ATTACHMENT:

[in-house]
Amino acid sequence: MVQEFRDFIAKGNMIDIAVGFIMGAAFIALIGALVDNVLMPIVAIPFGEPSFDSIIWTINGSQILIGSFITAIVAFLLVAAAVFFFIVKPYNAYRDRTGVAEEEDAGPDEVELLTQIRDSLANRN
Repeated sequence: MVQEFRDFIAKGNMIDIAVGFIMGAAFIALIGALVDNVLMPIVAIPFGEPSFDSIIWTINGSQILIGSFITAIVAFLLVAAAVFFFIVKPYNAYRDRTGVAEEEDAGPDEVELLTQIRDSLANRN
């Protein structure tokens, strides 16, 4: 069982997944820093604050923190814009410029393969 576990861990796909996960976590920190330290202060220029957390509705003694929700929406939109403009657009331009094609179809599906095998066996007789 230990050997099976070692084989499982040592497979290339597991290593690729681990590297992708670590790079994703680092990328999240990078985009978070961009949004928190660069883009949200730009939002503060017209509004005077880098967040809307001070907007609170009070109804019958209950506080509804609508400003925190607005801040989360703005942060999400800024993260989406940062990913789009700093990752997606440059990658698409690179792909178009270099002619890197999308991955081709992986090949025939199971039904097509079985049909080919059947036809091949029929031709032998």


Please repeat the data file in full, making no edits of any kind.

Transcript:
[in-house]
Amino acid sequence: MVQEFRDFIAKGNMIDIAVGFIMGAAFIALIGALVDNVLMPIVAIPFGEPSFDSIIWTINGSQILIGSFITAIVAFLLVAAAVFFFIVKPYNAYRDRTGVAEEEDAGPDEVELLTQIRDSLANRN
Repeated sequence: MVQEFRDFIAKGNMIDIAVGFIMGAAFIALIGALVDNVLMPIVAIPFGEPSFDSIIWTINGSQILIGSFITAIVAFLLVAAAVFFFIVKPYNAYRDRTGVAEEEDAGPDEVELLTQIRDSLANRN
């Protein structure tokens, strides 16, 4: 069982997944820093604050923190814009410029393969 576990861990796909996960976590920190330290202060220029957390509705003694929700929406939109403009657009331009094609179809599906095998066996007789 230990050997099976070692084989499982040592497979290339597991290593690729681990590297992708670590790079994703680092990328999240990078985009978070961009949004928190660069883009949200730009939002503060017209509004005077880098967040809307001070907007609170009070109804019958209950506080509804609508400003925190607005801040989360703005942060999400800024993260989406940062990913789009700093990752997606440059990658698409690179792909178009270099002619890197999308991955081709992986090949025939199971039904097509079985049909080919059947036809091949029929031709032998």